Que Viva Mexico

Posted by: | February 24, 2009 | Comments Off on Que Viva Mexico

I just read on IMDB that this is a masterpiece, and that the author of the review puts this film right up there next to Citizen Kane and Casablanca. I think this is an exxageration in every sense of the word. I didn’t think this film was good or bad, im completely indifferently to it.The first part of the film, the part in the jungle where the couple was shown in all of their stages: courtship, marriage, having a son, reminded me a lot of documentaries I saw in Peru about the jungle. There is this weird sense of separation between these natives and the audience, almost as you are watching a National Geographic special. The camera is there but because there is no dialogue and the music aids in giving the scene a sense of mystical mystery, the audience never feels like they know the people. I think there is a sense of Latin America to sell the magical and exotic parts of their country to the world, there are commercials promoting tourism even today that show the Mexican jungle and natives running around. Now, I think that promoting tourism is really great, but what I always wondered is this: is what the tourists seeing really real? For example, I went to Cuzco and people there thought I was a tourist from outside Peru, and they treated me differently once they knew I was actually from Lima. They became more relaxed and friendly, and stopped treating me with this bizarre sense of respect. So I wonder: is this exotic tourism a vicious cycle in which the tourists go and expect something, and as a job the people act in that certain way? Did Eisenstein go into the jungle expecting to see people act in a certain manner, and hence, once they saw they were getting paid, the people from the jungle started acting the manner he wanted it to be? The reason I went on this tangent is because I didn’t know why I thought this movie was not good, but now I realize its because its a construct of a construct. We are not seeing anything real, we are seeing the natives act in the manner that Einsenstein wanted them to act, but apart from that, Eisenstein (or whoever edited this) constructed a story to give it a sense of exoticism because that is what he saw. I know this might sound weird, but I can’t get it out of my head. I always thought those documentaries they showed us in school about the jungle were fake, it had that weird acting like if they were on a reality TV show or something. But this film takes it a step further and adds a narrative, making it less rialable because the images have to fit the story. I am going to stop thinking about this film as a documentary and more as a fiction film so I can actually judge it.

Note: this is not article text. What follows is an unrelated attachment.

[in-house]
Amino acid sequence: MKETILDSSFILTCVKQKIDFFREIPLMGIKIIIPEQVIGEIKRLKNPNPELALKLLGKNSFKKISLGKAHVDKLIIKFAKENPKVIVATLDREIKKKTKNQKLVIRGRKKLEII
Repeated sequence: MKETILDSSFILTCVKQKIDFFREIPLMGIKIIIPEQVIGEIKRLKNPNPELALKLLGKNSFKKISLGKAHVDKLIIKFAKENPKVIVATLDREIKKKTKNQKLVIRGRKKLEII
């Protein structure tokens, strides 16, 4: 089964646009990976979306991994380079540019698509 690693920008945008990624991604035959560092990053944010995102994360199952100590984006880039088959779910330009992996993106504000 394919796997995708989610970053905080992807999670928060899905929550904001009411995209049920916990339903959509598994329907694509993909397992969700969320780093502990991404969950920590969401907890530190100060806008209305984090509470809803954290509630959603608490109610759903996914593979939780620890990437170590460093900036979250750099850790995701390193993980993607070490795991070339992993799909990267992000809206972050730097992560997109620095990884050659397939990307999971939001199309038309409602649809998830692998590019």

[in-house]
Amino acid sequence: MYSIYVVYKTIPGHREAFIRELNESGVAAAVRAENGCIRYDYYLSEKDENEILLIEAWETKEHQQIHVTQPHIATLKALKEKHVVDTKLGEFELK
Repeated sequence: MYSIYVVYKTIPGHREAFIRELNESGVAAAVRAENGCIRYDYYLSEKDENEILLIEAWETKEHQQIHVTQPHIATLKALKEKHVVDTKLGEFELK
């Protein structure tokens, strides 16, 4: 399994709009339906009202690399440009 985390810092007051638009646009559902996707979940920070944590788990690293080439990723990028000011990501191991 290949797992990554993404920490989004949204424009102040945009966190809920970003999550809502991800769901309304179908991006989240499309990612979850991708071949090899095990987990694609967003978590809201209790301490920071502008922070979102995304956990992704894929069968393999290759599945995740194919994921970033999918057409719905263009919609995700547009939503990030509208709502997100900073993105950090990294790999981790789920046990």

As a fiction film, it has some good points and some bad points. First of all, the bull fighting sequence is really well shot and edited to give the sense of ultimate and uncontrallable death. It is not Eisenstein best, Eisenstein’s best is the Odessa sequence, but this sequence juxtaposes the idea of tradition and values. While we are seeing the bull fighting sequence from the POV of the bull (this suggests we have to have pity for the bull), there are also sequences showing the audience applauding the death of the bull. This makes us think: this tradition is horrible, but it is a part of their culture. The bullfighter is actually admired and applauded, while the only thing he has done is kill a bull. This interesting play on values make us realize that this is a culture that is different from the viewers and we have to respect it. I didn’t like the Magey sequence though. It was the most narratively focused of the 5, and I think this was its major flaw. It completely destroyed the idea that this could actually occur, and created a more of a melodramatic tragedy. The acting was over the top, and although some scenes where well shot, the editing was nothing of Eisenstein worth. I think that because it broke the style of the film it failed to work as strongly as the others. The score was also very much a narrator in this part, much more than in the others, almost mockingly.
Anyway, it was an OK film. Maybe if Eisenstein would have finished it, it would have become the political vehicle Battleship was, but he didn’t, so this is just another representation of Latin America through a tourists eyes. Go to facebook and check your friends pictures’ of their first trip to Latin America and you will see similar photographs, guaranteed.


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